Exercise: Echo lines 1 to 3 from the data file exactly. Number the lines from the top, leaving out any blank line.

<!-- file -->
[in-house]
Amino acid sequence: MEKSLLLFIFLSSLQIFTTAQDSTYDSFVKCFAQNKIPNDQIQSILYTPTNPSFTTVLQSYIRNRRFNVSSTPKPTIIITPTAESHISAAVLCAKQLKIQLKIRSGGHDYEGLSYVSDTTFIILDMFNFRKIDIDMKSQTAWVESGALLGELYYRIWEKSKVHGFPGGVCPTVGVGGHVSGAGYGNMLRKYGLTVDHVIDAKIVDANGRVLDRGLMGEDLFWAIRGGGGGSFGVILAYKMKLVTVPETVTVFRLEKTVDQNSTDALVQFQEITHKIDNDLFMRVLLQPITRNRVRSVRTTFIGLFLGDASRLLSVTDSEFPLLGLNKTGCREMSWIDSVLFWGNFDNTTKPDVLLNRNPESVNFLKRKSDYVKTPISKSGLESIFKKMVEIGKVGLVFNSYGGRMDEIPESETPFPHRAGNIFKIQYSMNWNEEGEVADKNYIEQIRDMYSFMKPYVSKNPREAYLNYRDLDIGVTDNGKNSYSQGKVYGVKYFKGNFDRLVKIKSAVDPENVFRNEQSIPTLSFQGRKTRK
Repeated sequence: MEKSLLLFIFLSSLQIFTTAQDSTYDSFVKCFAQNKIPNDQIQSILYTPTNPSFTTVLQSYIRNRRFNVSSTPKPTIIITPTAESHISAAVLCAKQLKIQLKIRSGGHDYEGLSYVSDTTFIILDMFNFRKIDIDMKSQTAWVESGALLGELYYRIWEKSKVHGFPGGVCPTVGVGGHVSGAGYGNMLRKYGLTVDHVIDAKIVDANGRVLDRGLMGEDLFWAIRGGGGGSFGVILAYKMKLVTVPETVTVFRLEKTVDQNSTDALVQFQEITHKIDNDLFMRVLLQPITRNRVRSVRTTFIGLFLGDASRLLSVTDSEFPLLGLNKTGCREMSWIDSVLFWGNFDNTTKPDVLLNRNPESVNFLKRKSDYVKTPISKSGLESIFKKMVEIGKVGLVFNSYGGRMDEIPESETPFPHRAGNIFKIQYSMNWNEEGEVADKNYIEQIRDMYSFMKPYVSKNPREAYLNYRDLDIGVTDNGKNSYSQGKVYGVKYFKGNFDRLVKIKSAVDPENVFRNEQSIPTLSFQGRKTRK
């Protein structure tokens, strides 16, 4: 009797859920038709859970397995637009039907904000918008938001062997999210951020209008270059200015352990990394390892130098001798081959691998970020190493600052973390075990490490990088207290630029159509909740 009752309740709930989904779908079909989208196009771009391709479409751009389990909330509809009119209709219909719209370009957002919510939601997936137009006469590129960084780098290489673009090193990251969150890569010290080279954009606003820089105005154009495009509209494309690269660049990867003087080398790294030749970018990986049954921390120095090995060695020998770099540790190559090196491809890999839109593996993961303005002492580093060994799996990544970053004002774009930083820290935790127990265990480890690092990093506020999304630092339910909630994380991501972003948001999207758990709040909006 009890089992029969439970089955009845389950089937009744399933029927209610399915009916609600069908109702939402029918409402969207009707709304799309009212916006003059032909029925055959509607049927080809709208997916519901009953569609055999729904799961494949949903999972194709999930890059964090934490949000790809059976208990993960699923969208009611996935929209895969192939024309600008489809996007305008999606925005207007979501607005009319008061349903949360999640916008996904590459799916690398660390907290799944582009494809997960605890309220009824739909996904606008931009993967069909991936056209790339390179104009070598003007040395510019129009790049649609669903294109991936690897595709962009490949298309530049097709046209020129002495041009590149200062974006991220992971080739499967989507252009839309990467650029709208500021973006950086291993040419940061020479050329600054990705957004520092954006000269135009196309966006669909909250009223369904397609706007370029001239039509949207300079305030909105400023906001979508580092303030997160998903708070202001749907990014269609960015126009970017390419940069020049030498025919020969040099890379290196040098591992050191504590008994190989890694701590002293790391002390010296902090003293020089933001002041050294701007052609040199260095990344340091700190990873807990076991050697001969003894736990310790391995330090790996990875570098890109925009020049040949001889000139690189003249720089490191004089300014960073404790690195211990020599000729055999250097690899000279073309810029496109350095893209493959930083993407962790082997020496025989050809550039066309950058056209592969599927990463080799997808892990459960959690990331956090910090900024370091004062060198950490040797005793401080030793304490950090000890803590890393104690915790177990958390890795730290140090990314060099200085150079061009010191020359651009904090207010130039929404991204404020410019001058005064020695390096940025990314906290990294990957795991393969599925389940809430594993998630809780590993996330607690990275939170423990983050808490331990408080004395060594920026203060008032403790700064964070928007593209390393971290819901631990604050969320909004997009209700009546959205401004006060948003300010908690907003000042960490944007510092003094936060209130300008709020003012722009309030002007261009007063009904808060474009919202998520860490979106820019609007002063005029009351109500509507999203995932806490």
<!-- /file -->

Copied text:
[in-house]
Amino acid sequence: MEKSLLLFIFLSSLQIFTTAQDSTYDSFVKCFAQNKIPNDQIQSILYTPTNPSFTTVLQSYIRNRRFNVSSTPKPTIIITPTAESHISAAVLCAKQLKIQLKIRSGGHDYEGLSYVSDTTFIILDMFNFRKIDIDMKSQTAWVESGALLGELYYRIWEKSKVHGFPGGVCPTVGVGGHVSGAGYGNMLRKYGLTVDHVIDAKIVDANGRVLDRGLMGEDLFWAIRGGGGGSFGVILAYKMKLVTVPETVTVFRLEKTVDQNSTDALVQFQEITHKIDNDLFMRVLLQPITRNRVRSVRTTFIGLFLGDASRLLSVTDSEFPLLGLNKTGCREMSWIDSVLFWGNFDNTTKPDVLLNRNPESVNFLKRKSDYVKTPISKSGLESIFKKMVEIGKVGLVFNSYGGRMDEIPESETPFPHRAGNIFKIQYSMNWNEEGEVADKNYIEQIRDMYSFMKPYVSKNPREAYLNYRDLDIGVTDNGKNSYSQGKVYGVKYFKGNFDRLVKIKSAVDPENVFRNEQSIPTLSFQGRKTRK
Repeated sequence: MEKSLLLFIFLSSLQIFTTAQDSTYDSFVKCFAQNKIPNDQIQSILYTPTNPSFTTVLQSYIRNRRFNVSSTPKPTIIITPTAESHISAAVLCAKQLKIQLKIRSGGHDYEGLSYVSDTTFIILDMFNFRKIDIDMKSQTAWVESGALLGELYYRIWEKSKVHGFPGGVCPTVGVGGHVSGAGYGNMLRKYGLTVDHVIDAKIVDANGRVLDRGLMGEDLFWAIRGGGGGSFGVILAYKMKLVTVPETVTVFRLEKTVDQNSTDALVQFQEITHKIDNDLFMRVLLQPITRNRVRSVRTTFIGLFLGDASRLLSVTDSEFPLLGLNKTGCREMSWIDSVLFWGNFDNTTKPDVLLNRNPESVNFLKRKSDYVKTPISKSGLESIFKKMVEIGKVGLVFNSYGGRMDEIPESETPFPHRAGNIFKIQYSMNWNEEGEVADKNYIEQIRDMYSFMKPYVSKNPREAYLNYRDLDIGVTDNGKNSYSQGKVYGVKYFKGNFDRLVKIKSAVDPENVFRNEQSIPTLSFQGRKTRK